EY ITEM Club
Outlook for financial services
“While rising household incomes and ongoing low interest rates will be generally positive for consumer demand, helping to drive annual increases in both life and non-life premiums through to 2019, the impacts will vary between the diverse segments within the insurance sector. And while industry-wide net profits will also rise – from £8.5bn this year to £9.9bn in 2019 – this will be achieved despite continuing pressures on insurers’ margins, with the possibility of both acquisitions and divestitures as providers reconfigure in the face of changing markets and regulation.”
Partner, UK Insurance Leader
Read Rodney’s full insurance viewpoint
UK Insurance Leader
While rising household incomes and ongoing low interest rates will be generally positive for consumer demand, helping to drive annual increases in both life and non-life premiums through to 2019, the impacts will vary between the diverse segments within the insurance sector. And while industry-wide net profits will also rise – from £8.5bn this year to £9.9bn in 2019 – this will be achieved despite continuing pressures on insurers’ margins, with the possibility of both acquisitions and divestitures as providers reconfigure in the face of changing markets and regulation. ↓ [... more]
Impacts from the pensions shake-up continue …
With the shock waves still reverberating from the earthquake in UK pensions, and further changes to tax relief expected in the March 2016 Budget, the life and pensions industry is adapting to an environment where multiple players – life insurers, wealth and asset management firms, distributors, and potentially the banks – are competing for the same assets.
It’s insurers who have the most to lose, since the bulk of retirement assets have traditionally been administered or invested through them. So they’re vulnerable to someone else coming up with a proposition that captures the mass market, while ensuring good customer outcomes and managing conduct risk.
… as three factors inhibit innovation
In the short term, pension providers may see rush of inflows, as higher earners bring contributions forward to capitalise on their annual allowances before they are cut back in April. After that surge, there will be a lot of money looking for an alternative home, putting a premium on product innovation. However, three factors could inhibit new ideas: first, the ongoing uncertainty around the long-term shape of pensions and tax relief; second, the Financial Advice Market Review; and third, concern over the possible longer-term risks around execution-only income drawdown.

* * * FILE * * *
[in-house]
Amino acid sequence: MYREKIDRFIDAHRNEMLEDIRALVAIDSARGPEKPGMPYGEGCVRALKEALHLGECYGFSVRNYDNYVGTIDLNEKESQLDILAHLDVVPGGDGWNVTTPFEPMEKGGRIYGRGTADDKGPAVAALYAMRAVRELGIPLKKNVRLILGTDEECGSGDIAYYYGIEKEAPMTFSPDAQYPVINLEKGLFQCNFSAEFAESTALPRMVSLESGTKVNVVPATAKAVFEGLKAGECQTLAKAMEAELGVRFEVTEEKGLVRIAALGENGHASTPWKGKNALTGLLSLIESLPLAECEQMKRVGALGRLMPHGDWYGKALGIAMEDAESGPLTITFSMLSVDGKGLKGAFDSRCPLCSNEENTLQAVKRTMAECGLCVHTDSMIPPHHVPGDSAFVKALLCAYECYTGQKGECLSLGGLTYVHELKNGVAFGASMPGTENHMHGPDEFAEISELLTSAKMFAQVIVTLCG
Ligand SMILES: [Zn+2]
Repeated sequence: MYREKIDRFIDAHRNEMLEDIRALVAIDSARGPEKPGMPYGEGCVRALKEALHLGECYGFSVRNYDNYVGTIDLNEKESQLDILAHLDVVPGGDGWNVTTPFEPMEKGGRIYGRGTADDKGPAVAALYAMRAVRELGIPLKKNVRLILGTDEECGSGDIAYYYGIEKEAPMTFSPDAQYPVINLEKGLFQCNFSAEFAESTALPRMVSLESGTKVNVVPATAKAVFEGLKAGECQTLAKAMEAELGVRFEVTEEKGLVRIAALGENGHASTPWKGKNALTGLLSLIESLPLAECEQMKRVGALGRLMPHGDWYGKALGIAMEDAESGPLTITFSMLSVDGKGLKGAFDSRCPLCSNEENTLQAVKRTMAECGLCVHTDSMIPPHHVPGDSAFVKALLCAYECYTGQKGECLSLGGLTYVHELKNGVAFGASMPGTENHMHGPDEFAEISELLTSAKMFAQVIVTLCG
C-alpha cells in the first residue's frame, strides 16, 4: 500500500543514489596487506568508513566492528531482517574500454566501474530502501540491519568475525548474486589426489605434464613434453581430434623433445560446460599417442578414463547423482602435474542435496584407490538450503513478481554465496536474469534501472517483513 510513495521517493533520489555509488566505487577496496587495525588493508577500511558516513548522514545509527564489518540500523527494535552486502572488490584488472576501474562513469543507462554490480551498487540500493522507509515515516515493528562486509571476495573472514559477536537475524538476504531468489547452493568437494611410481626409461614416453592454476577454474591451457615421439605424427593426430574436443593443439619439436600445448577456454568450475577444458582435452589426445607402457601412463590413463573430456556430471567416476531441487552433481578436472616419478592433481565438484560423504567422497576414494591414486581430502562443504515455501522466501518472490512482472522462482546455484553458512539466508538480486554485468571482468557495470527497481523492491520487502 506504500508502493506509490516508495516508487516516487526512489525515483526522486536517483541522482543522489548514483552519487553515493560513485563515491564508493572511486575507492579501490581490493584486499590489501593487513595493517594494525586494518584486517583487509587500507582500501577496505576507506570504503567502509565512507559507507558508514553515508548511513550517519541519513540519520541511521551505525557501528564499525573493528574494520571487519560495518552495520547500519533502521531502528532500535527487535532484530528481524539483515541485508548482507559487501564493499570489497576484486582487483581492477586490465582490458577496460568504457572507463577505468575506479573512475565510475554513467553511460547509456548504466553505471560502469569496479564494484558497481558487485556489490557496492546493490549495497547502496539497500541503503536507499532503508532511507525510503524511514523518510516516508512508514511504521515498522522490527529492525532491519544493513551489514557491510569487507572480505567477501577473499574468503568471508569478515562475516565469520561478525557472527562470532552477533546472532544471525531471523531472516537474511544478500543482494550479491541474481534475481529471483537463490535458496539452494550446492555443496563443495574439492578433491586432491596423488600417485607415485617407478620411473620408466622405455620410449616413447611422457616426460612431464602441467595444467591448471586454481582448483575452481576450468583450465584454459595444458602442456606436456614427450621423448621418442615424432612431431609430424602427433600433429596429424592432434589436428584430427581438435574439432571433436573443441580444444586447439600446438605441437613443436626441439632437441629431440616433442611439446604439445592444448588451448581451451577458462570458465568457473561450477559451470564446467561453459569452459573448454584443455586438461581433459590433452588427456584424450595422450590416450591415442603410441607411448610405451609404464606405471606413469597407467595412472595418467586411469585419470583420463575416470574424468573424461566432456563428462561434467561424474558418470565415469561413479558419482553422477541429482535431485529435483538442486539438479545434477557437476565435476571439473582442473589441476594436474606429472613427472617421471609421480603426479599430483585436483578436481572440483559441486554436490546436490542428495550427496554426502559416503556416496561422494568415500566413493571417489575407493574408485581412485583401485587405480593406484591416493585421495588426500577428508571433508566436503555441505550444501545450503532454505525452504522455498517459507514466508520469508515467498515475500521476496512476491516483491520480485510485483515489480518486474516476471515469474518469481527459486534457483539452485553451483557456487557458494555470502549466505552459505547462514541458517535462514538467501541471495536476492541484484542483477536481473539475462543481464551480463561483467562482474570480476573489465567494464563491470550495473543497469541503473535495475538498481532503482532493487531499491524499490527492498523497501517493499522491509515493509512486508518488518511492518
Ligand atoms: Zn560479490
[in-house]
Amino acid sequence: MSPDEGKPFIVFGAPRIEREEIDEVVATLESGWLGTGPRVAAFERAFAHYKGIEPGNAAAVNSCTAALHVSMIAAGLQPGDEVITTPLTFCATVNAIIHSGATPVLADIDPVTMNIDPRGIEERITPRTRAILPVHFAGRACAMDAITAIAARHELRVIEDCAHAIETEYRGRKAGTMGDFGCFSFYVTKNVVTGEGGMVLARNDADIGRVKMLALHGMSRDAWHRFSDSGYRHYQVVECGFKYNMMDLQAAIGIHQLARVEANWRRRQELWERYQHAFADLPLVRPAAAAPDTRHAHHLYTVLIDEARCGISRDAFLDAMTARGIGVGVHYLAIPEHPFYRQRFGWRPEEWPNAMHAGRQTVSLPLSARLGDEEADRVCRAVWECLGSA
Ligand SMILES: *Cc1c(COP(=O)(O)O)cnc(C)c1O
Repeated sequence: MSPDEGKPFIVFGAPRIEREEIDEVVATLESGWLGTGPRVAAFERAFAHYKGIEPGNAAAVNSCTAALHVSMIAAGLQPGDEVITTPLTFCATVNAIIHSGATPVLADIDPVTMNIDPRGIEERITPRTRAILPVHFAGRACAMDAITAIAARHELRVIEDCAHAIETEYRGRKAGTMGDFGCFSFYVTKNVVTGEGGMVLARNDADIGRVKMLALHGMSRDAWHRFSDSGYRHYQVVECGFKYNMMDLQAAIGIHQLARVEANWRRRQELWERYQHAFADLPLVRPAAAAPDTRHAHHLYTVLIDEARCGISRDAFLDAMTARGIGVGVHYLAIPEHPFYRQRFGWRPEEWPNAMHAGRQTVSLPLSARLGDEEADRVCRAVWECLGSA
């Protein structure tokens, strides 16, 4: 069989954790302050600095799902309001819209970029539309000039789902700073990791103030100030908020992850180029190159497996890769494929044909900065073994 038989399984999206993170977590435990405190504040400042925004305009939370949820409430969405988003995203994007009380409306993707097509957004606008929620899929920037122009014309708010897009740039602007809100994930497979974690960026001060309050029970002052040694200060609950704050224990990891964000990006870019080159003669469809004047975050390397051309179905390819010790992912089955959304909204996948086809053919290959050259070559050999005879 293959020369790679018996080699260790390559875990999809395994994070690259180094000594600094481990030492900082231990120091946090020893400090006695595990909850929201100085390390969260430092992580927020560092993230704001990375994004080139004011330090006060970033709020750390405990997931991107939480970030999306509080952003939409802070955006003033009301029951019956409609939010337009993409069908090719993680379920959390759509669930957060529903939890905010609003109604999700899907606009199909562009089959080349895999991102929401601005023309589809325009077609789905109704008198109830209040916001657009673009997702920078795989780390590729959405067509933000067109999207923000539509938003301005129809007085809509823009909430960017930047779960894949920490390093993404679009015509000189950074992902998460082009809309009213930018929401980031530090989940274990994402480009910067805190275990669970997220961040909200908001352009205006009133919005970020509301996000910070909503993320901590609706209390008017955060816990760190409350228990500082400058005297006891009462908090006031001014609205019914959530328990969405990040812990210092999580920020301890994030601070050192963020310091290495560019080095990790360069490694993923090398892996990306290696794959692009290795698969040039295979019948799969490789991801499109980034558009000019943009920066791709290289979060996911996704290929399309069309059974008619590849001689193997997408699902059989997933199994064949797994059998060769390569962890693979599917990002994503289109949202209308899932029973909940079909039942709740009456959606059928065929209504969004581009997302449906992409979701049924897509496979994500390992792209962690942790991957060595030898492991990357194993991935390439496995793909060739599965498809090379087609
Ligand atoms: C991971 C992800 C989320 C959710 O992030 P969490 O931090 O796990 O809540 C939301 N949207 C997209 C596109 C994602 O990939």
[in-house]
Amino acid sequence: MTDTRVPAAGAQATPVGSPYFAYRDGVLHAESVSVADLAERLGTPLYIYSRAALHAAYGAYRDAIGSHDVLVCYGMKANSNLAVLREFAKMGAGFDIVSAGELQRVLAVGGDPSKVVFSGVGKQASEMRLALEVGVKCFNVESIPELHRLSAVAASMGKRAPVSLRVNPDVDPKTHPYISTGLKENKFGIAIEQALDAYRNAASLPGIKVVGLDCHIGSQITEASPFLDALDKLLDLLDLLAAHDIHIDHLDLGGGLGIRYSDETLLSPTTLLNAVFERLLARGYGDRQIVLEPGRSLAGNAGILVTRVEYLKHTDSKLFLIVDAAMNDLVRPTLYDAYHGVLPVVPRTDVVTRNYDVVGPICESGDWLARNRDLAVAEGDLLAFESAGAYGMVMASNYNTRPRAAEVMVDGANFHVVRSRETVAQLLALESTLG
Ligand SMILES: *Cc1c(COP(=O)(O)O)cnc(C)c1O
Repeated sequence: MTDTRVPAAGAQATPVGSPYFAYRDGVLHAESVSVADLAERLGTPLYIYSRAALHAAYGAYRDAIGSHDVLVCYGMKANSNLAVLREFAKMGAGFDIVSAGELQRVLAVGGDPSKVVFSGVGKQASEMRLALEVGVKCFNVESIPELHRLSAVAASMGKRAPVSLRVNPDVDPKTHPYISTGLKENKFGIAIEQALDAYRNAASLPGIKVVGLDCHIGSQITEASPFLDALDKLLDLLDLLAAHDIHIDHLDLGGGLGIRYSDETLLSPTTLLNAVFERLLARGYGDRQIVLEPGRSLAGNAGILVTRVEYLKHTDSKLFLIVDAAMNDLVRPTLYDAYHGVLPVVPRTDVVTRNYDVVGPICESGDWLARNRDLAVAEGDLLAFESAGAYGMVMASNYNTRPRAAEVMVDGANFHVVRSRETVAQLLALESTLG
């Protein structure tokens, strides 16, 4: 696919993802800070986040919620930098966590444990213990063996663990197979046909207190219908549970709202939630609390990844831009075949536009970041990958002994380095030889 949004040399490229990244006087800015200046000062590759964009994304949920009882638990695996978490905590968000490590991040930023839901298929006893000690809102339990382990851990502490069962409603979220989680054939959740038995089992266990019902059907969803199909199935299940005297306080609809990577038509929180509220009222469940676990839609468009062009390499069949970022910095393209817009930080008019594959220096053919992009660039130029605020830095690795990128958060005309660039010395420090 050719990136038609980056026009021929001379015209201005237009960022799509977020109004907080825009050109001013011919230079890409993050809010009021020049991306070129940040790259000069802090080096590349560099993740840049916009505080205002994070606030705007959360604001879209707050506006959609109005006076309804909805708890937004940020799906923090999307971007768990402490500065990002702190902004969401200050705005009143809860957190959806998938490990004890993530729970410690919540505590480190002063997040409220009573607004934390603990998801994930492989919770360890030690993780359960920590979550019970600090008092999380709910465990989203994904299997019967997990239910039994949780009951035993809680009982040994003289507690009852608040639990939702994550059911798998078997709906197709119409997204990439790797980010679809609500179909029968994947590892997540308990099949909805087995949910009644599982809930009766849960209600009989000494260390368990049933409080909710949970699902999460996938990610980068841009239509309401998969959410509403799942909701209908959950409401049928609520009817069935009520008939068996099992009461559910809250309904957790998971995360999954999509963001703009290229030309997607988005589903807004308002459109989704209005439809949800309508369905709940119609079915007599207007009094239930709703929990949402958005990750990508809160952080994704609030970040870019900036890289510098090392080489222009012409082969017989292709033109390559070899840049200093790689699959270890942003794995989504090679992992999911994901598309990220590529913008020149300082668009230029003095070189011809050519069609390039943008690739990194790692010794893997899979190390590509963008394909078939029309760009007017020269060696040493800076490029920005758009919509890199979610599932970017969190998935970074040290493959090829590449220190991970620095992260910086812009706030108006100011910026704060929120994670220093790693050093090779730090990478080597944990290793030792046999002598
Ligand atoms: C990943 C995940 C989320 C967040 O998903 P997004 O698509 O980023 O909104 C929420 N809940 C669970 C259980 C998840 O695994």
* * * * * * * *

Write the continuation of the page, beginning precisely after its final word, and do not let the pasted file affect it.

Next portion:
On this final factor, FCA statistics suggest that income drawdown is now the leading model. But there’s already concern in the industry that, at some point in the future, regulators may see this approach as having been the wrong thing for clients to do. So, there’s a sense of being damned if you don’t offer income drawdown – won’t customers just transfer their assets to someone who does? – but also possibly damned if you do. And in the longer term, the question remains of whether today’s life and pensions players will innovate successfully to meet customers’ changing needs, or whether someone else will do it first.
General Insurance: unintended consequences from transparency on premiums …
On the general insurance front, a major change in prospect is the FCA’s proposal that renewal notes to home and motor policyholders should restate the previous year’s premiums. At first sight, this looks like a step forward for transparency and an informed customer choice. But the traditional approach to capturing new customers is to offer a ‘loss-leading’ price in the first year and recoup it through increases at subsequent renewals. Showing both prices could drive significant churn at renewal, so we might see first-year prices rising to narrow the gap. While this might enhance industry-wide profitability in the long run, the immediate outcome is likely to be price instability as providers test out different approaches. The best long-term answer is to be a cost-effective operator.
… as flood defences fail again
General insurers will also continue to pick up the pieces from this winter’s devastating floods. These appeared to represent the climate’s last kick at the industry before the introduction of its own flood defence scheme, the state-backed Flood Re.
M&A: rightsizing – not just seeking scale
The quest for relevance and cost synergies has already seen a pickup in insurance mergers. However, with the new prudential regime really starting to bite in 2016, there’s the prospect of selective M&A activity as providers seek to optimise their use of capital – focusing less on building pure scale, and more on accessing specific assets such as customer base, back book, risk profile or particular business streams.
Read the full Winter 2015-16 forecast 881K, February 2016
The insurance industry is still adapting to the recent pensions overhaul, but there are opportunities for growth throughout 2016
- The number of annuities purchased fell from an average of 47,000 per quarter in 2014 to around 20,000 per quarter in 2015.
- 2015’s strong 19% rise in profits for the UK Insurance sector is forecast to slow to a modest 3%–4% between 2016 and 2019, reflecting the impact of annuity reforms and greater competition, both within the sector and from the asset management sector.
- Life gross premiums are expected to rise by 16% above their 2015 level by 2019.
- We expect non-life premium to rise by 4.2% in 2016, with growth averaging close to 5% over the period to 2019.